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How to Deal With Attention-Seeking Toddlers?

Team AckoFeb 8, 2024

Is your toddler showing such behaviors which seeks to grab your attention? Just as a plant requires sunshine and water to grow, your toddler too needs your attention and care for him to grow and develop. But too much of a good thing can be bad, isn’t it?



If your child is an attention seeker then you will find that your kiddo will lack skills of empathy, sharing and teamwork in the near future. By now, you must be wondering if your child falls into this category and have you wrapped around his little finger through his attention-seeking behavior.

Have a look at the below statements and check all that apply to you:

Does your kiddo gets into constant power struggles with you over food, homework and even silly things, just to make him point?

Does your child cry or get clingy about many things because he knows you will stop whatever you are doing and run to comfort him?

Does your child throw temper tantrums or gets angry when he does not have his way?

Does your toddler always ask for your help even though he can do it herself? And do you end up doing it?

Does your little one rule the house with his drama? Do you have to constantly put his needs first (even over those of your other children?) just to maintain the peace at home?

If you have ticked even one of the above questions, you have a child who is indulging in negative attention-seeking behavior!

If you think that the situation is getting worst then you can also seek professional help. However, in most cases, you can patiently talk to your child about these underlying issues and then move on to the next steps.

How much attention is too much?

It totally depends on you. How much attention-seeking can you tolerate? Your kiddo will seek as much attention as you give him. You must strike a balance between how much your children want and how much you can give. Even normal attention-seeking can drive you crazy on some days.


When your toddler will not get enough attention, he might resort to outbursts, tantrums, nagging, teasing, and other annoying behaviors.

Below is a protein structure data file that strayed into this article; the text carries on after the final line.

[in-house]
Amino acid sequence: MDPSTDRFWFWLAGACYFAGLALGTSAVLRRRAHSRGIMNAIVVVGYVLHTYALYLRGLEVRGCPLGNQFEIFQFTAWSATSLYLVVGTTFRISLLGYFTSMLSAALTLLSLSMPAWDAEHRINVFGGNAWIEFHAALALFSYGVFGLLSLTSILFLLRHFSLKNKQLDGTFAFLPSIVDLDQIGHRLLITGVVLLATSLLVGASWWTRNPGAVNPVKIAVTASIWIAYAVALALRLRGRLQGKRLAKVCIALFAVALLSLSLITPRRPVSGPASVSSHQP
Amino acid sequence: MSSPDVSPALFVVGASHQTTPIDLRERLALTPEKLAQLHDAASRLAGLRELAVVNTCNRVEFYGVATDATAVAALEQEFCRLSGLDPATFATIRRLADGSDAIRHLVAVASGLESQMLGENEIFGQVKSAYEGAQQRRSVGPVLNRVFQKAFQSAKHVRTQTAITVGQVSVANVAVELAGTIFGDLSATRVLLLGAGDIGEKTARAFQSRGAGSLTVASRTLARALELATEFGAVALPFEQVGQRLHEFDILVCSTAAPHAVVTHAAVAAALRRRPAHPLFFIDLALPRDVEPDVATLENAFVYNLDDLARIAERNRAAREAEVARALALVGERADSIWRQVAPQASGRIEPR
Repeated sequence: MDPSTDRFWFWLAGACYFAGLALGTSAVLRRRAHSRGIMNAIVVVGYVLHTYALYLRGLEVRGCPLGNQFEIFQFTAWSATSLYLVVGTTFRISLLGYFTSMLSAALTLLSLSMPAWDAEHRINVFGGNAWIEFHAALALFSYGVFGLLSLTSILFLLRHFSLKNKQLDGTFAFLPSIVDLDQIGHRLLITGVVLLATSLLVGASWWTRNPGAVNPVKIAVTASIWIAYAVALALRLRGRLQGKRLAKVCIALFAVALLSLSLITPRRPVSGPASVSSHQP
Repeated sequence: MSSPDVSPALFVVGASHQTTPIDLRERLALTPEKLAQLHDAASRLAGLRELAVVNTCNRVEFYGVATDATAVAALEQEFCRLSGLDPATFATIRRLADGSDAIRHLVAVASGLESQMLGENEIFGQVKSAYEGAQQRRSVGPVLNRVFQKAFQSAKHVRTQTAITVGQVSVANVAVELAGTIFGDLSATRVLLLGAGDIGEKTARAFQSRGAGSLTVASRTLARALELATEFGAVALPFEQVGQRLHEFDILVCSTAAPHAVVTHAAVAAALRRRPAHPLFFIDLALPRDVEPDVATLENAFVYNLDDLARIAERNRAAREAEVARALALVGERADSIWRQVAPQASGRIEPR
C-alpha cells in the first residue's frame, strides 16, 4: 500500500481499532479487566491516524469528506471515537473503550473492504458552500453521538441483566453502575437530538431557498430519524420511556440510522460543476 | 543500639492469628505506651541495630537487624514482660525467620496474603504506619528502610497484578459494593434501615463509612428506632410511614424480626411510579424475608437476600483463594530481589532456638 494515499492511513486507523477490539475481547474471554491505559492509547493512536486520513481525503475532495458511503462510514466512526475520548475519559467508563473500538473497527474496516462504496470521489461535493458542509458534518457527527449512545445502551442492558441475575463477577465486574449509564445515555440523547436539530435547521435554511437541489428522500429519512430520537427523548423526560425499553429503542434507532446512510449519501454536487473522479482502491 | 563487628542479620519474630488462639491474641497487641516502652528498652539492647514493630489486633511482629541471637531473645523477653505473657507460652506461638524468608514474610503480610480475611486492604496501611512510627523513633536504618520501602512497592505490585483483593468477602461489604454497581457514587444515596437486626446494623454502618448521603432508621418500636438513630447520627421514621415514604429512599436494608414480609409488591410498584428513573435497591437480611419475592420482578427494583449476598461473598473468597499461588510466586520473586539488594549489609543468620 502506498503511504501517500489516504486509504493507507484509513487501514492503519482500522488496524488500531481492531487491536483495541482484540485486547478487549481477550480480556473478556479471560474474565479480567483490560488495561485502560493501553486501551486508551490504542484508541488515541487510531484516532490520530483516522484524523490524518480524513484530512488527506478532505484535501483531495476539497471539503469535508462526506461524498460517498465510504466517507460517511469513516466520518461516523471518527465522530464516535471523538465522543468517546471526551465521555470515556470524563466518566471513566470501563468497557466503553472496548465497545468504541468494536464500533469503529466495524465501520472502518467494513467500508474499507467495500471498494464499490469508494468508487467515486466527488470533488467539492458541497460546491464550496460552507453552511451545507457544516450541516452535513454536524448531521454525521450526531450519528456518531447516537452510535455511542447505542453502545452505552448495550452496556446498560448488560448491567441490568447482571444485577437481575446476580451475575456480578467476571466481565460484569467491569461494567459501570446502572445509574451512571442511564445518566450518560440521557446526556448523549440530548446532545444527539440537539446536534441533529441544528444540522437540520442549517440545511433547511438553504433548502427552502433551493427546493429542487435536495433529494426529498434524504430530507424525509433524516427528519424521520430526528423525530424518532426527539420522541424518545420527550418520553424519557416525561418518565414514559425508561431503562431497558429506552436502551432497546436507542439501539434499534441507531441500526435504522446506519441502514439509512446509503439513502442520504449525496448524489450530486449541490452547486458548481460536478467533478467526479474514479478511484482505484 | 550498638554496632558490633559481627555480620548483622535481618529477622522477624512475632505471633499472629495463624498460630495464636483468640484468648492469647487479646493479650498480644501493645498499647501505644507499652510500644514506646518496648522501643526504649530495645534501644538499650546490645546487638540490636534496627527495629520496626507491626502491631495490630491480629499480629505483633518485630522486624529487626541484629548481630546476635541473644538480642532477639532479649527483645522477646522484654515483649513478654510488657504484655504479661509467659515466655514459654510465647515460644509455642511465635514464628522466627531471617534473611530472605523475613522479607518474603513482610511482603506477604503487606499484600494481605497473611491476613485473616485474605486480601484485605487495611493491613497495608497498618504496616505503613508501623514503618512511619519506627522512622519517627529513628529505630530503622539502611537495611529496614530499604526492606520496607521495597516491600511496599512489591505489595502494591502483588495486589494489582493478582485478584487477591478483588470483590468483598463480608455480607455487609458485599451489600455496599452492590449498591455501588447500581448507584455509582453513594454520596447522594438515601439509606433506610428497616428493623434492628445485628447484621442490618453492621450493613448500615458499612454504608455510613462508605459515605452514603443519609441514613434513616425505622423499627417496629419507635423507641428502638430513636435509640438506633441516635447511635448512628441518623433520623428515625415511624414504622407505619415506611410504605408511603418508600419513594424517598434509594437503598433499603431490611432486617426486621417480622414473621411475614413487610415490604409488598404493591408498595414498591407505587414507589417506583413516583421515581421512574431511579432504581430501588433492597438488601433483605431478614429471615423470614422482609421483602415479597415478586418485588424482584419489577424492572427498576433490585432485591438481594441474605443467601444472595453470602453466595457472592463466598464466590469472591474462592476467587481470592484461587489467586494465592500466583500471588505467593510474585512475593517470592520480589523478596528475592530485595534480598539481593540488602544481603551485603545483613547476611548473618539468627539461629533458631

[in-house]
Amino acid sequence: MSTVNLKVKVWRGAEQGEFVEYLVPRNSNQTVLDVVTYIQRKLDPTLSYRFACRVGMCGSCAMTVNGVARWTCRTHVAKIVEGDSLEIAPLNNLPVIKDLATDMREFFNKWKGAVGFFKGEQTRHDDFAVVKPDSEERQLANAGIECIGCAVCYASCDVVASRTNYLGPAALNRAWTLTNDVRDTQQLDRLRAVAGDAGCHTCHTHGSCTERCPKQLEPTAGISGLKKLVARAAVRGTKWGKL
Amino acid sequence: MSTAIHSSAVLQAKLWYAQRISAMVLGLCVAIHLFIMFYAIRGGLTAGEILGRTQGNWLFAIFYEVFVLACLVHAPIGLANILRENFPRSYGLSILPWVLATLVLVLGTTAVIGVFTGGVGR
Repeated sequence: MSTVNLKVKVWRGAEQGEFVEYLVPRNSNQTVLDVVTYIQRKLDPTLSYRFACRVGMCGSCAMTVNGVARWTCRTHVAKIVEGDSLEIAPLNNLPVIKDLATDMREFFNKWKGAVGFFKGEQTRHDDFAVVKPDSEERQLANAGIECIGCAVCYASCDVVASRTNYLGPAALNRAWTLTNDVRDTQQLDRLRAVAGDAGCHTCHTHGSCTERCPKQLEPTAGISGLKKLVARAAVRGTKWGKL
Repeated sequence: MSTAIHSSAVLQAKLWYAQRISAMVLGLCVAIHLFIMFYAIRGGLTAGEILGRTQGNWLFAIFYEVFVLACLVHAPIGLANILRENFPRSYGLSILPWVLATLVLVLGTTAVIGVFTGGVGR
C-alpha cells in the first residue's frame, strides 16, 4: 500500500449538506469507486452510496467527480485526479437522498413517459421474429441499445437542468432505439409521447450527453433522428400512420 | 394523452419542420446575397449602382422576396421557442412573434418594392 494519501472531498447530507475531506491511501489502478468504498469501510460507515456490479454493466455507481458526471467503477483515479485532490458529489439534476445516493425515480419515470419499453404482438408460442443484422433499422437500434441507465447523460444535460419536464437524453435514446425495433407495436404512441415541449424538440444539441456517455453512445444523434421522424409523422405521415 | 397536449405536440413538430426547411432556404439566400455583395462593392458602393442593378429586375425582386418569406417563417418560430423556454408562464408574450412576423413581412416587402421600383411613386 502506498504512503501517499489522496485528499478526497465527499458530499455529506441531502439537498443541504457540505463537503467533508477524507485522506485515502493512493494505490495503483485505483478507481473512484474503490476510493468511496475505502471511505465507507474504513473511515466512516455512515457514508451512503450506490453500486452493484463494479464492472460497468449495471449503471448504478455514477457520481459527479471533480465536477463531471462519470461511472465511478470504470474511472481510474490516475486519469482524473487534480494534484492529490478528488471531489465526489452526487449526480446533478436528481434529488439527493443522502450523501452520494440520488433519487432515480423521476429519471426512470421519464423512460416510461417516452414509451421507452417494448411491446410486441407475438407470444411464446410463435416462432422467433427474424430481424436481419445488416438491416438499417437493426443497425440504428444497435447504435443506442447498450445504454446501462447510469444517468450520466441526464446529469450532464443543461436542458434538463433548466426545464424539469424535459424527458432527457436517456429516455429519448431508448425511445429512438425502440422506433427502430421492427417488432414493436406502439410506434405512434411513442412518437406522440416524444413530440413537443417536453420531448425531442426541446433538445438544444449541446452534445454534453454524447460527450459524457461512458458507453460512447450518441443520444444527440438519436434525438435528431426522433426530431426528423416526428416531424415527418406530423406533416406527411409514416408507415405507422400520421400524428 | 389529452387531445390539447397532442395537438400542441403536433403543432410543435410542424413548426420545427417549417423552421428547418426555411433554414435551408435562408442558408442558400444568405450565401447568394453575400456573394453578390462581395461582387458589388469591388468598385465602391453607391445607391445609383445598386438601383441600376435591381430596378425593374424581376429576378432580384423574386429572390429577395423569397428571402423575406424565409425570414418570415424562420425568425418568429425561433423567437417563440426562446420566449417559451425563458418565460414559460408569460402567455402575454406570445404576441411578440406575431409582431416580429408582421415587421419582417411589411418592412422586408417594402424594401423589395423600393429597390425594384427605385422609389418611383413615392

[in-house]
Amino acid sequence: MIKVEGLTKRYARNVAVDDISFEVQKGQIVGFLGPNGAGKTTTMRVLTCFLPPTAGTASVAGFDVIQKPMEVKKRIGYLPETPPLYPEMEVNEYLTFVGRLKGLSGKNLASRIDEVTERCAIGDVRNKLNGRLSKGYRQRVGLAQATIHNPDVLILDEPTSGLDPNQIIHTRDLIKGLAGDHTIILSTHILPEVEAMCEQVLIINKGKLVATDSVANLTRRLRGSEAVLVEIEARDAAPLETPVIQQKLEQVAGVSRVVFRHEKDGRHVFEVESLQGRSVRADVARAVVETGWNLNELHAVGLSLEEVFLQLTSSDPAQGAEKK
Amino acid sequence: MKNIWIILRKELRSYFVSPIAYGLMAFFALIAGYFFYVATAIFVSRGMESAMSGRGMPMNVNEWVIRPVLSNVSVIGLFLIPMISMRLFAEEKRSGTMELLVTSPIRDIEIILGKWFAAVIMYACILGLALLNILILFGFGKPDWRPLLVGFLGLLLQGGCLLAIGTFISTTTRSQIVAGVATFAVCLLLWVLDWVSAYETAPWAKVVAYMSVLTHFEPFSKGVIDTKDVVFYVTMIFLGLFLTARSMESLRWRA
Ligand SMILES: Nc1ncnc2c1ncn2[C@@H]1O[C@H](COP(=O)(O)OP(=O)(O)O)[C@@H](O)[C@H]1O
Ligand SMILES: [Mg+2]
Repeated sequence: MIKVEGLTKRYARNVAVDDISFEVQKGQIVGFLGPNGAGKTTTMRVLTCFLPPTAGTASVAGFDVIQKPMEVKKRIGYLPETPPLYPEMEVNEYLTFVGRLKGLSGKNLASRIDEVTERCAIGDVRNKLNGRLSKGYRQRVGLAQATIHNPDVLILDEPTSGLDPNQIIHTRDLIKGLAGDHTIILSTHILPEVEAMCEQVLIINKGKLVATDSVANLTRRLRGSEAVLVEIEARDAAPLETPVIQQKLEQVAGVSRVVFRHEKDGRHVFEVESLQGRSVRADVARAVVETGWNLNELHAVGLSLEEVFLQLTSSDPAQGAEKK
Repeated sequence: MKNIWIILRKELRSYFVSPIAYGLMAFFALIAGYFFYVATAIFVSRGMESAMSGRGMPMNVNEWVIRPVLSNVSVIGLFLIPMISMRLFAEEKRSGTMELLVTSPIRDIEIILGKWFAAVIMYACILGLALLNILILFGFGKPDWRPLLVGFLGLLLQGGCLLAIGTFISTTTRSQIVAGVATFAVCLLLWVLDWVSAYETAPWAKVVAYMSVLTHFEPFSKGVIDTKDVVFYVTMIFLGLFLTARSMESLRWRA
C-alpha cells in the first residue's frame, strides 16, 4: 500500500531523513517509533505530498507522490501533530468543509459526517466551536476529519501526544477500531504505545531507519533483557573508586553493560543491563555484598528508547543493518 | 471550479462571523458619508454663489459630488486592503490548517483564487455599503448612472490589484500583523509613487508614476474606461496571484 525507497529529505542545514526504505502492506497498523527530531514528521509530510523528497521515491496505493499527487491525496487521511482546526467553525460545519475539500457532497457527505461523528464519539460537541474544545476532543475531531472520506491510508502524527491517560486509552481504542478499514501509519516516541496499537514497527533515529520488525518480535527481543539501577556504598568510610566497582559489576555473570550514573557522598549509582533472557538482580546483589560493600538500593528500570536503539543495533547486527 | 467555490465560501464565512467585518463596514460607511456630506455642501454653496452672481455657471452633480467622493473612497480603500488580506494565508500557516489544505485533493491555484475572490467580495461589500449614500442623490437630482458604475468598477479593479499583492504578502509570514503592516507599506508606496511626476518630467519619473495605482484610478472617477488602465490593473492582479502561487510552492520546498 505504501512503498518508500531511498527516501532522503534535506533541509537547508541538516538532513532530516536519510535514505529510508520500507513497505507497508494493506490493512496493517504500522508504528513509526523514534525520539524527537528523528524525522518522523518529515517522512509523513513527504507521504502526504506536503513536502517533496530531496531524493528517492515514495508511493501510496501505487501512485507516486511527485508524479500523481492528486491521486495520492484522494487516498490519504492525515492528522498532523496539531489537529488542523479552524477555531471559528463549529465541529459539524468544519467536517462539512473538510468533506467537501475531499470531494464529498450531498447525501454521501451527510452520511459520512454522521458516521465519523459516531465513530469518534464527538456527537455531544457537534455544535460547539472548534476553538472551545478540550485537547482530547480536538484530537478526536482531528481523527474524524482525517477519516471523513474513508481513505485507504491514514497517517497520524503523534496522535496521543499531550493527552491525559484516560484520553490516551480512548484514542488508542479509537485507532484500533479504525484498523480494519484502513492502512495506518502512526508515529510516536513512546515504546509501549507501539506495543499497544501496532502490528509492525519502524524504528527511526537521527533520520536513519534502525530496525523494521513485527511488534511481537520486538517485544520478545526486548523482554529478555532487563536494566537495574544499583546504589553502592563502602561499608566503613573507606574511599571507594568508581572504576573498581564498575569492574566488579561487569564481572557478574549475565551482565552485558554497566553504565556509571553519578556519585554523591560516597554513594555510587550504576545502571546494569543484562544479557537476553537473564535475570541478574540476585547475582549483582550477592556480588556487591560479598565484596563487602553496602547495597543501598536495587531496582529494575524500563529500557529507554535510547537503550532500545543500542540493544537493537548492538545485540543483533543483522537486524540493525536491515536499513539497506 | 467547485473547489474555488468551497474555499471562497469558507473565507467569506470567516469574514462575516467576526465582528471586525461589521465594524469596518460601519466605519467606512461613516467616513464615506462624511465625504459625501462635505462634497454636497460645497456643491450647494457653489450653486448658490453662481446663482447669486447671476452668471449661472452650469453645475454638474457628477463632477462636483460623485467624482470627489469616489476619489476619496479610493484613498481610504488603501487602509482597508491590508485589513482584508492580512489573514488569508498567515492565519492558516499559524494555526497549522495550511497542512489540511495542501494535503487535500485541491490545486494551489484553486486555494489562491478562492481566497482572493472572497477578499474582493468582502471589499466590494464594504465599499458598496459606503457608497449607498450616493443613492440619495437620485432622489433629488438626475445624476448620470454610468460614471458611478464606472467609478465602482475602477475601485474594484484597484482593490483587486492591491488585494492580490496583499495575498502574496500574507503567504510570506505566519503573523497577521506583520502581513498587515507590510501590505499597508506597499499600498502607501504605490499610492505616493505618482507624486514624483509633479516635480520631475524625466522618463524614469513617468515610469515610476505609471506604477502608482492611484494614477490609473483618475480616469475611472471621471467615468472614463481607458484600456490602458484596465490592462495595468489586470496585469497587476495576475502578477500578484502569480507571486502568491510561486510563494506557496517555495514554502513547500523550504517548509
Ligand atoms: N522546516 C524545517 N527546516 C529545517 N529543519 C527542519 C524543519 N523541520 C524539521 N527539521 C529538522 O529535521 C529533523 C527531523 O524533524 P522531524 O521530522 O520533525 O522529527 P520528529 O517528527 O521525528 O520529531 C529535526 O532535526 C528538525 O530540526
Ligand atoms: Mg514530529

What are the three Kinds of attention?

Positive Attention - When you give your children attention and approval for being well behaved, they are getting positive attention. It can be a praise, hug, pat on the back or a kiss.

Negative Attention - When you give your child attention for misbehavior, you are giving negative attention. It can be in a form of punishment, threat, or interrogation.

No Attention - What is the easiest way to capture your attention - sitting quietly or misbehaving? It would be misbehaving so do not pay attention to misbehaviors.

How to respond to your child's bad behaviour?

Follow these tips to prevent and respond to the bad behaviour of your child:

1. Increase the positive attention provided especially at times when less attention is usually available (e.g., have him help with dinner preparations or praise him from a distance for playing nicely while you are busy changing his sister, etc.)

2. Do not give in to the attention-seeking ever. Ignore inappropriate behaviour used to get attention or to obtain something that was denied (when the behaviour is not aggressive or harmful to others). Once you start ignoring such behaviour he will learn that positive behaviour has a powerful payoff, while his negative behaviour is ineffective and therefore no longer necessary.

3. Teach your child to ask for what they want in a more appropriate way. If he is seeking attention, teach him to ask you for a hug, help, or a turn playing with you. If he wants an item, teach him to ask nicely. Always praise him whenever he asks you for attention or items appropriately, even when it may not be the best time.

4. Give your child your time Have a set time during the day that is just for you and your child/children. Turn off the phones, computers, and any other distractions and focus just on them. Be a kid again and play with your child. Make this time fun for him.

5. Avoid triggers for the behaviour, such as the word, “no.” Instead of telling your child what not to do tell him what to do (example, Ask nicely). Similarly, instead of telling him he can’t have something (“We are not playing with toys now”), tell him when the desired item will be available (“You can watch TV after dinner).

6. Repeat until the child gets it. Sometimes you have to repeat more than you think should be necessary. Do it until it becomes a pattern of interaction in your family’s life.

Two-minute action plan for fine parenting

When your kiddo starts seeking attention it is important to acknowledge him in the three forms- Remember, Respond, and Remove.

-Remember why he is acting this way which should help you to respond more gracefully.

-Respond by calmly letting your child know that his behaviour is not appropriate for the time.

-Remove the child from the situation for a moment until he calm downs if he does not respond to the warning.

Disclaimer: This content is for informational purposes only, based on industry experience and secondary sources. It is not a substitute for professional advice. Please consult a qualified expert for health or insurance-related decisions. Content is subject to change, refer to current policy wordings for specific ACKO details.



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